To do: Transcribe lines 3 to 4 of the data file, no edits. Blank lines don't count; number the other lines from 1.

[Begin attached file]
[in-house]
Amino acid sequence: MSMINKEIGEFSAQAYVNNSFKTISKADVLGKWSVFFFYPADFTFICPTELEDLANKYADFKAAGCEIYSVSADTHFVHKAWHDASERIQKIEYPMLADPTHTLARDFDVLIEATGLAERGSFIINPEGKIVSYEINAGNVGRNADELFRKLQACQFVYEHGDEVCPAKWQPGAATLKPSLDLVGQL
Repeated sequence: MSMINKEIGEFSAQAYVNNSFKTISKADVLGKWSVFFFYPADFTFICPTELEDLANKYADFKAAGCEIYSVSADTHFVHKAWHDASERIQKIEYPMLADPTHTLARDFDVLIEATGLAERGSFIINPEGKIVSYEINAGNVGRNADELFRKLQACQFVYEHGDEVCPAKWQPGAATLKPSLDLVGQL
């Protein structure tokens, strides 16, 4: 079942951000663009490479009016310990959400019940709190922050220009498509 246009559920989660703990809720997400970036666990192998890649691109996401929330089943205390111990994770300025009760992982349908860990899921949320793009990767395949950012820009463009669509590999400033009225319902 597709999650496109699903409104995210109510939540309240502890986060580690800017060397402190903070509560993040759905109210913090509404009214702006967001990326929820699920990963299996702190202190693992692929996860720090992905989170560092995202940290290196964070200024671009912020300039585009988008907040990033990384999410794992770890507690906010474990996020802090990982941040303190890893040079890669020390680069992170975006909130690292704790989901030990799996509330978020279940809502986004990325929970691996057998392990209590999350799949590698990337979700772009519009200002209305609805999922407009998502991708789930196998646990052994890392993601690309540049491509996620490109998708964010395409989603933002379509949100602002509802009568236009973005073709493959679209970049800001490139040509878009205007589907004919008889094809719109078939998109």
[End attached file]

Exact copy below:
Repeated sequence: MSMINKEIGEFSAQAYVNNSFKTISKADVLGKWSVFFFYPADFTFICPTELEDLANKYADFKAAGCEIYSVSADTHFVHKAWHDASERIQKIEYPMLADPTHTLARDFDVLIEATGLAERGSFIINPEGKIVSYEINAGNVGRNADELFRKLQACQFVYEHGDEVCPAKWQPGAATLKPSLDLVGQL
């Protein structure tokens, strides 16, 4: 079942951000663009490479009016310990959400019940709190922050220009498509 246009559920989660703990809720997400970036666990192998890649691109996401929330089943205390111990994770300025009760992982349908860990899921949320793009990767395949950012820009463009669509590999400033009225319902 597709999650496109699903409104995210109510939540309240502890986060580690800017060397402190903070509560993040759905109210913090509404009214702006967001990326929820699920990963299996702190202190693992692929996860720090992905989170560092995202940290290196964070200024671009912020300039585009988008907040990033990384999410794992770890507690906010474990996020802090990982941040303190890893040079890669020390680069992170975006909130690292704790989901030990799996509330978020279940809502986004990325929970691996057998392990209590999350799949590698990337979700772009519009200002209305609805999922407009998502991708789930196998646990052994890392993601690309540049491509996620490109998708964010395409989603933002379509949100602002509802009568236009973005073709493959679209970049800001490139040509878009205007589907004919008889094809719109078939998109």